Mid-day we change time zones again, and enter our 15th state - Ohio! Where corn is still king.
Our GPS, Randy, leads us to one of the corn fields (thanks, we've seen it!) instead of the state park. Bill asks Gabby (Google maps on the phone) to take us the rest of the way. Which she does. Eventually Randy attempts to redeem herself by "re-calculating" onto the same route. Too late! We're following Gabby!!
Harrison Lake State Park is the most popular park in Ohio. It is beautifully maintained with the small man-made lake, 50 amp electric at each site, water spigots and dump station at the entrance, beach volleyball court, basketball court, soccer goals, swimming beach, disc golf course, kayak and canoe rentals, and a small dog beach. With all this available, it is still very quiet while we're here.
Not unlike our previous stop, the rain comes soon after we park. In buckets! Looking out the windshield is like standing behind a waterfall. Fortunately it lasts about 30 minutes and the night passes without further precipitation. Tessa is much happier with this schedule.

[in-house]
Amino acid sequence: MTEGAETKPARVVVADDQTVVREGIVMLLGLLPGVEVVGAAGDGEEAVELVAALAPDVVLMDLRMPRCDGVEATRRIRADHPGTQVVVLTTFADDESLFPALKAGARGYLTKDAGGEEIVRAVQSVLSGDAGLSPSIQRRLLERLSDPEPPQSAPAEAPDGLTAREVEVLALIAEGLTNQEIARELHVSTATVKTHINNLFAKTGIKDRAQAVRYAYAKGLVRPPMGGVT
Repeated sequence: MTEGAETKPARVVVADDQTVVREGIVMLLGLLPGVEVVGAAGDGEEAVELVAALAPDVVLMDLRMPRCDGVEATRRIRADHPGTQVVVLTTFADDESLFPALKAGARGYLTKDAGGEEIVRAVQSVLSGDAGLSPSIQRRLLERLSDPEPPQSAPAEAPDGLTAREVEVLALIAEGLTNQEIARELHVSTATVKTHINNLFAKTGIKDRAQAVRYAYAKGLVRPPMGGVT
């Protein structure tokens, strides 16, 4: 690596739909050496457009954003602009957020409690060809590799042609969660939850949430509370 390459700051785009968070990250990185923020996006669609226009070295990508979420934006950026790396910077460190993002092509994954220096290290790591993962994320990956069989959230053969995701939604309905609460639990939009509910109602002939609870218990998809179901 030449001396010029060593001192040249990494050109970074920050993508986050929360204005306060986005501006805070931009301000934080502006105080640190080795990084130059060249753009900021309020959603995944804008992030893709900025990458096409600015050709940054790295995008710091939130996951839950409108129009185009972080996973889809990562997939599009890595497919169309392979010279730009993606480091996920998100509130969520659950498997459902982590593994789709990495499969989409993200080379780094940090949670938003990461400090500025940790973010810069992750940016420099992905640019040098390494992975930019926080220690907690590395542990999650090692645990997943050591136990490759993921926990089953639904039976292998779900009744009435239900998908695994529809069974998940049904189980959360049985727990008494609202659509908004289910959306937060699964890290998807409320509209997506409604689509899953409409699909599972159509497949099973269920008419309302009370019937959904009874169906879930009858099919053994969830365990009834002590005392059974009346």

|Our view upon arrival|
|and then the heavens open up!|
|The same view in just minutes.|
|Small lakes form around us.|
Thursday we take a short drive to see rural America. The humidity has been joined by increased bugs, and being outside is not enjoyable. We get gas in Fayette where a funeral home, insurance office, and auto parts store are the only other things open in the tiny town. The farmhouses and barns are lovely, and we enjoy the peacefulness of a life style that is completely foreign to us.
And there's corn.
|I fall in love with this old brick beauty|
|This design is over every window|
|I don't go near the door. I've seen the movie.|
|Still holds equipment. Reminds me too much of Twister.|
|White clapboard farmhouses are all surrounded by large green lawns - everybody owns a riding mower. Or three.|
|Well maintained local cemetery|
|We're told the corn is grown for fuel|
|I don't know how we could be dependent on foreign oil - this field times 400 million in five states!|
Here's hoping we leave the muggy and buggy behind!